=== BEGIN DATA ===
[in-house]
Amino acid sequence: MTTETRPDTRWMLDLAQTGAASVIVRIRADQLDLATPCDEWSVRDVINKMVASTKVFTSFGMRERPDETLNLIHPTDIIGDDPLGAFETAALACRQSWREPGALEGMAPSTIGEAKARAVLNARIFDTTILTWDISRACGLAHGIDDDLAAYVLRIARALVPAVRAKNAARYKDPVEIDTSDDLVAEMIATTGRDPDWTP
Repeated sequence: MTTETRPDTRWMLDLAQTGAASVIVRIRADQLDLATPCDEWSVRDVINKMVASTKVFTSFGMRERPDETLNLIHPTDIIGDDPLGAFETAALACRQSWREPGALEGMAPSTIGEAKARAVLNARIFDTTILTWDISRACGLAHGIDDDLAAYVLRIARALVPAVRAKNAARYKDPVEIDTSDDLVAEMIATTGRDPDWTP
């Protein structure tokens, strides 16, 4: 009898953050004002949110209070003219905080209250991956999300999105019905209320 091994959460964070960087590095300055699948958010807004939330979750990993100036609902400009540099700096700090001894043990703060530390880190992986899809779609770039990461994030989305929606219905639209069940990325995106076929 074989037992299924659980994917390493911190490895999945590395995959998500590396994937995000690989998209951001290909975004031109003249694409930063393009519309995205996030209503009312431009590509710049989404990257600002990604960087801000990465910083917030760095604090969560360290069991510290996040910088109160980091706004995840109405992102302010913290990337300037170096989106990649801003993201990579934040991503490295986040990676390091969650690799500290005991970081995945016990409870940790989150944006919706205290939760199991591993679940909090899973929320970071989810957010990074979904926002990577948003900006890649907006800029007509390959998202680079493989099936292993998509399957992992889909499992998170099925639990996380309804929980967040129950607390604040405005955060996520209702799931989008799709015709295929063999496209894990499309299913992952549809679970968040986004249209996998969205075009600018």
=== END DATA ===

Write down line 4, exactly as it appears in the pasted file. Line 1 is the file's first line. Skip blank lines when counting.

């Protein structure tokens, strides 16, 4: 009898953050004002949110209070003219905080209250991956999300999105019905209320 091994959460964070960087590095300055699948958010807004939330979750990993100036609902400009540099700096700090001894043990703060530390880190992986899809779609770039990461994030989305929606219905639209069940990325995106076929 074989037992299924659980994917390493911190490895999945590395995959998500590396994937995000690989998209951001290909975004031109003249694409930063393009519309995205996030209503009312431009590509710049989404990257600002990604960087801000990465910083917030760095604090969560360290069991510290996040910088109160980091706004995840109405992102302010913290990337300037170096989106990649801003993201990579934040991503490295986040990676390091969650690799500290005991970081995945016990409870940790989150944006919706205290939760199991591993679940909090899973929320970071989810957010990074979904926002990577948003900006890649907006800029007509390959998202680079493989099936292993998509399957992992889909499992998170099925639990996380309804929980967040129950607390604040405005955060996520209702799931989008799709015709295929063999496209894990499309299913992952549809679970968040986004249209996998969205075009600018």